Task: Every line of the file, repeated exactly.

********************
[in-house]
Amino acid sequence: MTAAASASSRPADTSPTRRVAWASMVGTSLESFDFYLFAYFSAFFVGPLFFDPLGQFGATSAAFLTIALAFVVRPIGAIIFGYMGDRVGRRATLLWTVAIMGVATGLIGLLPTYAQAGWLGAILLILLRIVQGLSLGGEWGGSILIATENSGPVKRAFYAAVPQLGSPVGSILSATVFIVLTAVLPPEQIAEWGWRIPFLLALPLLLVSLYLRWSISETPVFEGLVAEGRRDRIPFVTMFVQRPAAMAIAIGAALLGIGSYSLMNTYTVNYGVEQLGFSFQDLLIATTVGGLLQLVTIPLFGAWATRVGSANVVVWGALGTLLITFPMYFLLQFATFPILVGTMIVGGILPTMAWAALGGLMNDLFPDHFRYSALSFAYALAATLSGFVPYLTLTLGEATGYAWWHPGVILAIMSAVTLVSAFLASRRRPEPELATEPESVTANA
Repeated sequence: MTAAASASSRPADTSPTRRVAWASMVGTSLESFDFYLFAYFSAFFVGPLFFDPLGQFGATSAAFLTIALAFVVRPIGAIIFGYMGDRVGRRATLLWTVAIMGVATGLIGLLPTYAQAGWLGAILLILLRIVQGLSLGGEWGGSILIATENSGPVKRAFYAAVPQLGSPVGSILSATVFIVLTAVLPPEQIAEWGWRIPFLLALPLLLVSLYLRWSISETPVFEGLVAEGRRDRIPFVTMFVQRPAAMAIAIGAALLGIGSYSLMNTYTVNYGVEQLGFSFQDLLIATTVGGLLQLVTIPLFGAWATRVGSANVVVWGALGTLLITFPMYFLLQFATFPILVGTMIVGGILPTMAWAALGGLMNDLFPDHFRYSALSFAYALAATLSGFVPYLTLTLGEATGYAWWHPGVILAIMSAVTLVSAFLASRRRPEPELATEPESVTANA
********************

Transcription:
[in-house]
Amino acid sequence: MTAAASASSRPADTSPTRRVAWASMVGTSLESFDFYLFAYFSAFFVGPLFFDPLGQFGATSAAFLTIALAFVVRPIGAIIFGYMGDRVGRRATLLWTVAIMGVATGLIGLLPTYAQAGWLGAILLILLRIVQGLSLGGEWGGSILIATENSGPVKRAFYAAVPQLGSPVGSILSATVFIVLTAVLPPEQIAEWGWRIPFLLALPLLLVSLYLRWSISETPVFEGLVAEGRRDRIPFVTMFVQRPAAMAIAIGAALLGIGSYSLMNTYTVNYGVEQLGFSFQDLLIATTVGGLLQLVTIPLFGAWATRVGSANVVVWGALGTLLITFPMYFLLQFATFPILVGTMIVGGILPTMAWAALGGLMNDLFPDHFRYSALSFAYALAATLSGFVPYLTLTLGEATGYAWWHPGVILAIMSAVTLVSAFLASRRRPEPELATEPESVTANA
Repeated sequence: MTAAASASSRPADTSPTRRVAWASMVGTSLESFDFYLFAYFSAFFVGPLFFDPLGQFGATSAAFLTIALAFVVRPIGAIIFGYMGDRVGRRATLLWTVAIMGVATGLIGLLPTYAQAGWLGAILLILLRIVQGLSLGGEWGGSILIATENSGPVKRAFYAAVPQLGSPVGSILSATVFIVLTAVLPPEQIAEWGWRIPFLLALPLLLVSLYLRWSISETPVFEGLVAEGRRDRIPFVTMFVQRPAAMAIAIGAALLGIGSYSLMNTYTVNYGVEQLGFSFQDLLIATTVGGLLQLVTIPLFGAWATRVGSANVVVWGALGTLLITFPMYFLLQFATFPILVGTMIVGGILPTMAWAALGGLMNDLFPDHFRYSALSFAYALAATLSGFVPYLTLTLGEATGYAWWHPGVILAIMSAVTLVSAFLASRRRPEPELATEPESVTANA